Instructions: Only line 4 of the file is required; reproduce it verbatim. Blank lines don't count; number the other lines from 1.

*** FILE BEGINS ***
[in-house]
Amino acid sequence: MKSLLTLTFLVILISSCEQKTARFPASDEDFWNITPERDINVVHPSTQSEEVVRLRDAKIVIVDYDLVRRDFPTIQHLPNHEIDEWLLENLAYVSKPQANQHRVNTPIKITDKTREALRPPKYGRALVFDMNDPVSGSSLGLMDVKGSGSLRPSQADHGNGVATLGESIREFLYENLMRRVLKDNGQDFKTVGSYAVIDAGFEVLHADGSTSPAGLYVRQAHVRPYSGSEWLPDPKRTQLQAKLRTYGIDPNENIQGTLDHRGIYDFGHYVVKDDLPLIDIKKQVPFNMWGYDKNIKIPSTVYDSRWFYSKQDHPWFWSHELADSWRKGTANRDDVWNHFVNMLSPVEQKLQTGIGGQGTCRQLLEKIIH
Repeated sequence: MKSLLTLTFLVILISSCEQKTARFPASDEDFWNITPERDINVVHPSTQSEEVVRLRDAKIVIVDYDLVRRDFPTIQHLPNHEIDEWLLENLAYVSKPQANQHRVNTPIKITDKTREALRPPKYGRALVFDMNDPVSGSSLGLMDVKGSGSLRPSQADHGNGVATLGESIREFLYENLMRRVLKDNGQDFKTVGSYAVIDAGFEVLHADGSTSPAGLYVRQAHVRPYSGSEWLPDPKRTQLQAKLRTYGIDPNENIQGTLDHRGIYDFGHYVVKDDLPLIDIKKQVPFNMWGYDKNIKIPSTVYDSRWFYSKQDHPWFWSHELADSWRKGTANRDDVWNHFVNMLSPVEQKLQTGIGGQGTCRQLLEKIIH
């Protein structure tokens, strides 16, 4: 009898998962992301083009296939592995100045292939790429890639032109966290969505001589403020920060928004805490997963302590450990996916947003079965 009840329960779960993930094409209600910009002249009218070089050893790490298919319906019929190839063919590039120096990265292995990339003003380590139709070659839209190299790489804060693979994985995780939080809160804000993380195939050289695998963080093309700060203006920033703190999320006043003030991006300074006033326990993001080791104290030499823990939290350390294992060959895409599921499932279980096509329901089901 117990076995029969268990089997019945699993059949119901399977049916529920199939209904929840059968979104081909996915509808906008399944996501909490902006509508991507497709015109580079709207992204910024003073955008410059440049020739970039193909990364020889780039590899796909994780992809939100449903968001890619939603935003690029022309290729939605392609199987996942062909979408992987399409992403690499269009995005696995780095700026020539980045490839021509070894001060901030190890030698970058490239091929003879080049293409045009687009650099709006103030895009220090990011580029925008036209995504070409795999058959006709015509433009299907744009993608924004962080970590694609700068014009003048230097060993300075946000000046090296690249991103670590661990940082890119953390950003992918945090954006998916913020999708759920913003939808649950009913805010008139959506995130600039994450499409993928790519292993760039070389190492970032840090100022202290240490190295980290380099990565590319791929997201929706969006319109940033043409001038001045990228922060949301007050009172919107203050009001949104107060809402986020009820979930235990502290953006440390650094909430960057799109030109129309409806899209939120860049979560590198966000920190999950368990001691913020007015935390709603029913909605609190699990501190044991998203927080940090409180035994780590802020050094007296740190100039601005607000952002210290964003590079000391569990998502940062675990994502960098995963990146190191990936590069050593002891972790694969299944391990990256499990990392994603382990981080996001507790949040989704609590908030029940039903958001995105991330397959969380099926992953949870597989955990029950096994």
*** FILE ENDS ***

């Protein structure tokens, strides 16, 4: 009898998962992301083009296939592995100045292939790429890639032109966290969505001589403020920060928004805490997963302590450990996916947003079965 009840329960779960993930094409209600910009002249009218070089050893790490298919319906019929190839063919590039120096990265292995990339003003380590139709070659839209190299790489804060693979994985995780939080809160804000993380195939050289695998963080093309700060203006920033703190999320006043003030991006300074006033326990993001080791104290030499823990939290350390294992060959895409599921499932279980096509329901089901 117990076995029969268990089997019945699993059949119901399977049916529920199939209904929840059968979104081909996915509808906008399944996501909490902006509508991507497709015109580079709207992204910024003073955008410059440049020739970039193909990364020889780039590899796909994780992809939100449903968001890619939603935003690029022309290729939605392609199987996942062909979408992987399409992403690499269009995005696995780095700026020539980045490839021509070894001060901030190890030698970058490239091929003879080049293409045009687009650099709006103030895009220090990011580029925008036209995504070409795999058959006709015509433009299907744009993608924004962080970590694609700068014009003048230097060993300075946000000046090296690249991103670590661990940082890119953390950003992918945090954006998916913020999708759920913003939808649950009913805010008139959506995130600039994450499409993928790519292993760039070389190492970032840090100022202290240490190295980290380099990565590319791929997201929706969006319109940033043409001038001045990228922060949301007050009172919107203050009001949104107060809402986020009820979930235990502290953006440390650094909430960057799109030109129309409806899209939120860049979560590198966000920190999950368990001691913020007015935390709603029913909605609190699990501190044991998203927080940090409180035994780590802020050094007296740190100039601005607000952002210290964003590079000391569990998502940062675990994502960098995963990146190191990936590069050593002891972790694969299944391990990256499990990392994603382990981080996001507790949040989704609590908030029940039903958001995105991330397959969380099926992953949870597989955990029950096994």